Craig Gauthier flashing the peace or V for Victory Lodge sign  


The main issue in the strike was that the company wanted to eliminate the hard fought Article IV of the union contract which protected workers against daily quotas set by management. Since 1969, the company had often threatened to shut down or move out of New Haven to back up its demand for increased production with no increase in pay.

The company spared no expense to break the 1979 strike and Local 609: it obtained an injunction that mandated no more than 20 picketers at one time and required them to register with police; it took out full pages in the local papers; it engaged the local police force in escorting strike-breakers across the picket lines. Arrests were made in August of 7 picketers. Thousands of workers from throughout New England came to New Haven to march and support the strikers at the end of the month. New Haven’s Mayor, Frank Logue, ordered all access to the plant closed in order to end the confrontations between police and strikers.

On January 20, 1980, after six months on strike, Winchester workers voted to accept a compromise contract, which provided some protections for elderly or disabled workers if they couldn’t meet speed-up requirements, as well as higher pay and improved pension and medical benefits for all. But the company won the right to set production standards, and to fire workers that it alleged were unproductive if an arbitrators’ decision was not reached within 45 days.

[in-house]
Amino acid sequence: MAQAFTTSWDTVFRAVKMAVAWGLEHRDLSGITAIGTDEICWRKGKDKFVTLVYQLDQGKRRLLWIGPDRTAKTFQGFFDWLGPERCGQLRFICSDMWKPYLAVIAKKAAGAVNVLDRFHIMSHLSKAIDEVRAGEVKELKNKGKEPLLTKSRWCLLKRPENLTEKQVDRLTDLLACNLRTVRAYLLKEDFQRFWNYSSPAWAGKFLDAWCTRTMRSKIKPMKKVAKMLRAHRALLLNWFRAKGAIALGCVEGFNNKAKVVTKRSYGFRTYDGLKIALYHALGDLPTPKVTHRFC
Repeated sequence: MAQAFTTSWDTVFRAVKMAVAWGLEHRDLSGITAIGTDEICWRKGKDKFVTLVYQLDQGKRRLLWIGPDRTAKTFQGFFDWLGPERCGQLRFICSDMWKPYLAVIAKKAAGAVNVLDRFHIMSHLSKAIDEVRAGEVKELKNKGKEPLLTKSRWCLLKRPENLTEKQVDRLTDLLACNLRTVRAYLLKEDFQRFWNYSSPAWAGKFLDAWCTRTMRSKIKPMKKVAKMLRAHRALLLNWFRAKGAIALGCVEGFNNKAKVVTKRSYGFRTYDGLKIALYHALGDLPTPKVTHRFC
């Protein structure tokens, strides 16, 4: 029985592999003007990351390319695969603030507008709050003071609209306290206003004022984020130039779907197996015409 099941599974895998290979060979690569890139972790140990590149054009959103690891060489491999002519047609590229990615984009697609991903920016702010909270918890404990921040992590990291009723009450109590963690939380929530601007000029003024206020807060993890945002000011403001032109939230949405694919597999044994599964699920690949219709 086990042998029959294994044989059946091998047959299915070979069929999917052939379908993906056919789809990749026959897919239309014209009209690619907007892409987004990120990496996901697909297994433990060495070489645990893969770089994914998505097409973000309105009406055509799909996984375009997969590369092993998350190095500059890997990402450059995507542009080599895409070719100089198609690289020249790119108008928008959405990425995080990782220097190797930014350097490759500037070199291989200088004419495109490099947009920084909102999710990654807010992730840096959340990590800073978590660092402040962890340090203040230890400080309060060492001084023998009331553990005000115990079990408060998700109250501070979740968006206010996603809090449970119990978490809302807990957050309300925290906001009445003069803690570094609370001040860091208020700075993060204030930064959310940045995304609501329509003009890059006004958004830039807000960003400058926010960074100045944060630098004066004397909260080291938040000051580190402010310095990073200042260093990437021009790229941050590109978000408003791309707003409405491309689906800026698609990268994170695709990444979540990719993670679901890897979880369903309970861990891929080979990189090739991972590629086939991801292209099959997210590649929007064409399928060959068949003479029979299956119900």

Craig Gauthier on the 1979 Strike

“It was a hard strike because the company had the media and the city on their side…The company felt that the union had become too powerful because of its strength within the Central Labor Council and the state. It wanted to break the union’s strength.

When the union learned that the company was bringing in workers by bus to cross the picket line, “we decided that we weren’t letting the scabs in.” Some of the strikers started rocking the bus. Leonard Gallo, then a New Haven police officer who later became the Police Chief in East Haven, led a “team” who “attacked us; they cornered us between two cars and beat us up. I ended up in the hospital.”

Still, he felt that the strike “not only brought the union together stronger, it brought the community together stronger.” The community mobilized to support the strikers. “We couldn’t have survived if we didn’t have the Central Labor Council and the community behind us.”